Sure, it's fun to watch him throw for 500 yards and five touchdowns and set records and act like he's playing Madden on rookie, but back when the Patriots were winning Super Bowls every February, this is what Tom Brady looked like.
His final stat line, by the lofty standards he's established, wasn't so pretty — 27-for-41, 289 yards, two touchdowns, two interceptions — but with the game on the line in the final 2:09, he was a picture of perfection. It was throwback Brady.
We'll get into that, plus all of the other leftover thoughts from the Patriots' 20-16 win over the Cowboys.
–Tom Brady was MVP of Super Bowl XXXVI — you remember that. But do you remember that he went 16-for-27 for just 145 yards and one touchdown? No! Of course you don't, not at first, at least. You remember that oh-so-sweet drive that set up the game-winning field goal, when Brady was calm in the pocket, waited for guys to get open and did what he needed to do to get the ball in field-goal range.
Obviously, you don't want Brady to regress 10 years and throw for 150 yards every week, but to see him have one of those statistically ugly games but still come through in the clutch has to be refreshing.
–If you want to fully understand how excellent Brady is, check out his quote after the game from when he was asked about the game-winning touchdown to Aaron Hernandez:
They had some double coverages on the other guys. They double covered, there was a combination coverage on Wes [Welker] and Deion [Branch] and then there was a combination coverage on that other side. I was reading Gronk [Rob Gronkowski]. They both took Gronk and then Aaron wound up being one-on-one. He had the guy outside leveraged on the in-breaking route. He made it, ran a good route and made a great catch.
Mind you, this was maybe 15 minutes after the game ended. Brady had not seen film on this play; this was all from memory. You often hear about the game "moving too fast" for quarterbacks who struggle, but this is a quote from a man who sees the game in slow motion. Truly incredible.
–Because this is New England, though, let's criticize Brady a little. The interception to Sean Lee was one of Brady's worst passes ever. He scrambled to his left and hucked it at two blue jerseys. Or, in simpler terms, he pulled a Tony Romo.
–Brady also hesitated when given a golden opportunity to run for the end zone in the first quarter. On second-and-6 from the 8, Brady had a ton of space to run, at least to pick up a first down and maybe even a score. You can see in this screen shot:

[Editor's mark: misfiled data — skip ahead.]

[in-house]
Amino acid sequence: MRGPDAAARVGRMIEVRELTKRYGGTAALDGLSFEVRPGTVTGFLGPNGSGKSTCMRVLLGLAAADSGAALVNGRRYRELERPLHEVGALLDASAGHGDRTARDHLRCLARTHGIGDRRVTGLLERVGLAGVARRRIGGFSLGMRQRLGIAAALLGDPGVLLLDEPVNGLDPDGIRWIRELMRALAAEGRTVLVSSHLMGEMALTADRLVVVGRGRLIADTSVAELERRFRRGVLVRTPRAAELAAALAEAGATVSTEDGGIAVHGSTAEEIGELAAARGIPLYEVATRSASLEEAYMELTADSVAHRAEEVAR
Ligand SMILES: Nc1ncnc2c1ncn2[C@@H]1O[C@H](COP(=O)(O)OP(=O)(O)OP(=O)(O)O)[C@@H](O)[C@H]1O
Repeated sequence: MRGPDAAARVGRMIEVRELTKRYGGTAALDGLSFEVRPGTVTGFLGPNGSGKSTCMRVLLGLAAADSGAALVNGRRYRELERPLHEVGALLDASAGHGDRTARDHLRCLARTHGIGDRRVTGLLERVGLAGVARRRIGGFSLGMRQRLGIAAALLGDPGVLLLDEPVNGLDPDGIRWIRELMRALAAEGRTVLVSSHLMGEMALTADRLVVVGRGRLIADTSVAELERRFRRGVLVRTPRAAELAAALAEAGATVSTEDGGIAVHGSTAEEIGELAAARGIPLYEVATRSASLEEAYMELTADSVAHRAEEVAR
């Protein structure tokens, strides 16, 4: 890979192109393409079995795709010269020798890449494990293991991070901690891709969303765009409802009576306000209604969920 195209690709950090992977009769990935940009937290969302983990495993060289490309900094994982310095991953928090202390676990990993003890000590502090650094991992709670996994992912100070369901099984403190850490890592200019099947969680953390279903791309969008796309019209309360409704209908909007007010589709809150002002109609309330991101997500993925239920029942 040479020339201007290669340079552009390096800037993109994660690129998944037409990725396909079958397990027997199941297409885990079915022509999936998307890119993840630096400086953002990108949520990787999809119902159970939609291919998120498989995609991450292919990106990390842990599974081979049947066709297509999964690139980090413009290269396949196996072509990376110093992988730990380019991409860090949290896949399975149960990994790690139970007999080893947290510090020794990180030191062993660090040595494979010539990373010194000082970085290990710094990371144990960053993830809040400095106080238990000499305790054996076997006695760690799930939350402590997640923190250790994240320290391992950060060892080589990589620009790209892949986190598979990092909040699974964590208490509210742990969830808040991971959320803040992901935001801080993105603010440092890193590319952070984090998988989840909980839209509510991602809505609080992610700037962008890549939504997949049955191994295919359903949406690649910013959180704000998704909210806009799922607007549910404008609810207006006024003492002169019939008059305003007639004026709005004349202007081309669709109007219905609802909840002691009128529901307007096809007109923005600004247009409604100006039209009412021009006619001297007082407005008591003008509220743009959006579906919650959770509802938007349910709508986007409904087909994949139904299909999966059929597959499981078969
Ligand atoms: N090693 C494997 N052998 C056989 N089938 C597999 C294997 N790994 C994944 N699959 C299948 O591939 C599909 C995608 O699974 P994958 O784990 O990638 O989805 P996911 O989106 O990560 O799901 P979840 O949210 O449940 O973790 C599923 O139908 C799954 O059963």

He's not fast, but with Anthony Spencer and Mike Jenkins running away from him, the opportunity was there.
–Fear not, though, because Brady learned his lesson. He finished the day with 17 rushing yards, which is tied for his seventh-most ever. Two of those came in the final drive, when Brady gained 78 yards through the air and two on the ground.
Look out, Darren McFadden. Tom is coming for you.
–In all seriousness, while Brady may go down as the best quarterback of all time, he needs to go down as the greatest runner of the quarterback sneak in history. It's literally (probably) worked every single time he's run it, except for that time Rex Ryan called a timeout in Baltimore in '07, so it didn't count.
–Shame on the Cowboys for not knowing the sneak was coming on the Patriots' final drive. With a third-and-1, Brady moved under center to take the snap. He had been in the shotgun for the previous six plays. Have a clue, Dallas. Have. A. Clue.
–I, like you, watched as Welker ran free several times. The best route was when he came out of the backfield on the Patriots' opening drive. A linebacker had to cover him as he ran an out, easily gained separation and gained 13 yards. NFL defenders cannot cover Welker.
–At the same time, Welker finished with a season-low 45 yards. What a bum. Coincidentally, 45 yards is Chad Ochocinco's season high.